Growing Dill: The Complete Guide to Plant, Grow and Harvest Dill
There are a million reasons to start growing dill. It has a delicate flavor of anise, celery, and lemon that enhances everything from fish and chicken to salads and veggies. You can use both the feathery fronds and the seeds in cooking, but dill isn’t just good in the kitchen.
There is some evidence that dill helps to boost digestion, may ease insomnia and diarrhea, and can help keep your mouth fresh and clean. Dill also attracts beneficial insects, and who doesn’t want more ladybugs in the garden?
The combination of flavors and medicinal properties, along with its usefulness in the garden make dill one of my favorite herbs to grow. I’m sure it will become one of your favorites, too.
Dill Varieties Bouquet
Bouquet is the most popular dill to plant because it has pungent leaves and seeds. It’s early to flower and has big blossoms that turn into substantial seed heads.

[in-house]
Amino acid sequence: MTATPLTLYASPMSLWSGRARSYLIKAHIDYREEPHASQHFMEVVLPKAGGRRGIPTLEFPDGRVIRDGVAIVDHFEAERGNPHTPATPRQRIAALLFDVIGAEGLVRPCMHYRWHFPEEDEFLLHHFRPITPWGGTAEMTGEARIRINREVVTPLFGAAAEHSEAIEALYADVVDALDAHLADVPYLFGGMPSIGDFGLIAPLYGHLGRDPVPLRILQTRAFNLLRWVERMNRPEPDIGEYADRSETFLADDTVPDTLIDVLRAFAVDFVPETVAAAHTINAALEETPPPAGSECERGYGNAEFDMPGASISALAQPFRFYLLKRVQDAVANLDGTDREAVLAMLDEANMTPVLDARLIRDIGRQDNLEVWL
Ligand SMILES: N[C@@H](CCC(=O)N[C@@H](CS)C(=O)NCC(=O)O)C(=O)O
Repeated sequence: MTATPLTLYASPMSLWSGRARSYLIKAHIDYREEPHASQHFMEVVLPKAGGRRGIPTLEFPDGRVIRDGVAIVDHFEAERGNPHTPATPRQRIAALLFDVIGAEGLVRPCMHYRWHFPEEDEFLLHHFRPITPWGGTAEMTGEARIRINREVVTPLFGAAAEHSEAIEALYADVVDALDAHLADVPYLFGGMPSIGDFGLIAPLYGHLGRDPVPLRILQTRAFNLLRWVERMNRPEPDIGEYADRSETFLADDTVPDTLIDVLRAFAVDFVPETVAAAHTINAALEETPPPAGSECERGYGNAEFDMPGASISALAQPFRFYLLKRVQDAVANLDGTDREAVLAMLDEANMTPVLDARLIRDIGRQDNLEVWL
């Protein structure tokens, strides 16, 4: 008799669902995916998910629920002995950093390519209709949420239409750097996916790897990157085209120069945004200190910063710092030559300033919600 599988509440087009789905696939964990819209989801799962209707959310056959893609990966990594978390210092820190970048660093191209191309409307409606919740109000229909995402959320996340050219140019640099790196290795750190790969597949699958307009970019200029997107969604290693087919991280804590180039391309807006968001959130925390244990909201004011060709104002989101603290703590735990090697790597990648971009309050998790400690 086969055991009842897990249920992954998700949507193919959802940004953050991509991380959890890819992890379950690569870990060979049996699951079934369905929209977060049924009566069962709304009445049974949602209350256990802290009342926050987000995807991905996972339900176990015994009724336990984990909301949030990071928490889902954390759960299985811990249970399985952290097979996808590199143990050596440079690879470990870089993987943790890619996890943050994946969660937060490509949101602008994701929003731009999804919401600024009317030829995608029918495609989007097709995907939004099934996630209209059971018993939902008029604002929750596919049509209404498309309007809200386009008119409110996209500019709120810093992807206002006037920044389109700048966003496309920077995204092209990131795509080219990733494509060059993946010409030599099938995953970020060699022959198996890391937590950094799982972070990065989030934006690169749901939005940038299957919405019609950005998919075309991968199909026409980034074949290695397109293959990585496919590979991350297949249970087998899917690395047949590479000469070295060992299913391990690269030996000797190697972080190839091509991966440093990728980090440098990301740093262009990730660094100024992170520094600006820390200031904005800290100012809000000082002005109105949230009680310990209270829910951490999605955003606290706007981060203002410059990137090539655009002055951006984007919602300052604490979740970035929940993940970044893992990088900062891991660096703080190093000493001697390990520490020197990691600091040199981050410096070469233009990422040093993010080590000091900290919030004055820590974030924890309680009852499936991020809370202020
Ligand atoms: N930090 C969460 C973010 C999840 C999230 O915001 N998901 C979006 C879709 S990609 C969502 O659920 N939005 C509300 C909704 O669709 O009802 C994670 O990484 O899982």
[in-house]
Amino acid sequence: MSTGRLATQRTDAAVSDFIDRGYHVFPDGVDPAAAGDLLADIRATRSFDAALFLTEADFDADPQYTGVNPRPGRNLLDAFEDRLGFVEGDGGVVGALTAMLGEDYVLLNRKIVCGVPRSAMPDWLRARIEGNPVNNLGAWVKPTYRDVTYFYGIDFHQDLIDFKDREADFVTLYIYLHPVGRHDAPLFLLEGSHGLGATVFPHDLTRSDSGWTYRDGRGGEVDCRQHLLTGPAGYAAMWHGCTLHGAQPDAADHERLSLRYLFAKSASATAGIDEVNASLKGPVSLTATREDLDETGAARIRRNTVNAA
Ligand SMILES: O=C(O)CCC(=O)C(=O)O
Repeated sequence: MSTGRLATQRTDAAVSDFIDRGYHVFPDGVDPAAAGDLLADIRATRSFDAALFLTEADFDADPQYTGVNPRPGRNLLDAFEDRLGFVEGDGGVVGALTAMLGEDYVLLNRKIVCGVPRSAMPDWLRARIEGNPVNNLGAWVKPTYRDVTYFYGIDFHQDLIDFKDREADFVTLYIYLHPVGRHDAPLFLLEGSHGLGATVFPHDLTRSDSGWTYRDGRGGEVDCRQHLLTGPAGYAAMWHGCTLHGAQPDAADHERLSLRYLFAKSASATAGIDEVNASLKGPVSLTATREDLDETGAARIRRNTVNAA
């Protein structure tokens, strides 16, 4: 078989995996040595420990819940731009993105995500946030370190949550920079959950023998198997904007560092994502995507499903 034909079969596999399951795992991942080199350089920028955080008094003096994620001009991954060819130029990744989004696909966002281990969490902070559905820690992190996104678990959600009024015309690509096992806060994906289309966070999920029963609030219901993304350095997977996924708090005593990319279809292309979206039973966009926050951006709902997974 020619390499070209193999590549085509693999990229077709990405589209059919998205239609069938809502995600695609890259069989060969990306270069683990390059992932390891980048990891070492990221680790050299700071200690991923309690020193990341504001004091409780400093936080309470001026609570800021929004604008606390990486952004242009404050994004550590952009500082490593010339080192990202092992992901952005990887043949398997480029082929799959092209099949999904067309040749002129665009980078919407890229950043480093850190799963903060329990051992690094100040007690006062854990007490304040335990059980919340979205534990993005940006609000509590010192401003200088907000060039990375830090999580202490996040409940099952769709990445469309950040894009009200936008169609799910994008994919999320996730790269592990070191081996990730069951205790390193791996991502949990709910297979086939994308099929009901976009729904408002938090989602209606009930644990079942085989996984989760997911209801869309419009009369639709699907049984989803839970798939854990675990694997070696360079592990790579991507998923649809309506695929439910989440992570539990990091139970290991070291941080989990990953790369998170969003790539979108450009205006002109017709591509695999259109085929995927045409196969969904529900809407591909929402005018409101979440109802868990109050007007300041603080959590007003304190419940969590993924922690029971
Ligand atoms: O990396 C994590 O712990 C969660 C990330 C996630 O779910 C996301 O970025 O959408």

Fernleaf is a dwarf variety that grows no higher than 18 inches. Ideal if you don’t use much dill or if you have limited space in the garden. I have had particularly good results with growing fernleaf in a container.
Vierling takes longer to bolt than other types of dill so you can pick the leaves longer into the season. If you live in a hot climate, this is the one to plant.
Dukat is smaller than other dill plants, but not technically a dwarf. This is another good one to plant in a container.
Mammoth by name and nature, this variety will grow up to five feet in height, which makes it especially useful when you have plenty of space and want a lot of dill.
Delikat has a lot of dense foliage. If you need ample amounts of dill leaf for cooking, this is the plant for you.
This variety takes longer to flower than other types so, you can pick the leaves longer. Hercules has tough leaves so pick them young.
How to Grow Dill Zones
Dill grows in zones 3-7 as a summer annual. In zones 8-11, it works better as a winter crop. Dill won’t survive even the shortest freeze, but it also doesn’t like sweltering heat.
Sun and Soil Requirement
Plant in full sun with some partial shade in the peak heat of the day in hotter areas. In cooler areas, plant in full sun so the seeds germinate, and the plant gets enough warmth.
Plant in loamy soil with a pH of 5.5 to 6.5. Dill likes free draining, loose, moderately fertile soil.
When to Plant Dill
Plant dill in the garden in the spring or early summer when the soil is about 60-70°F.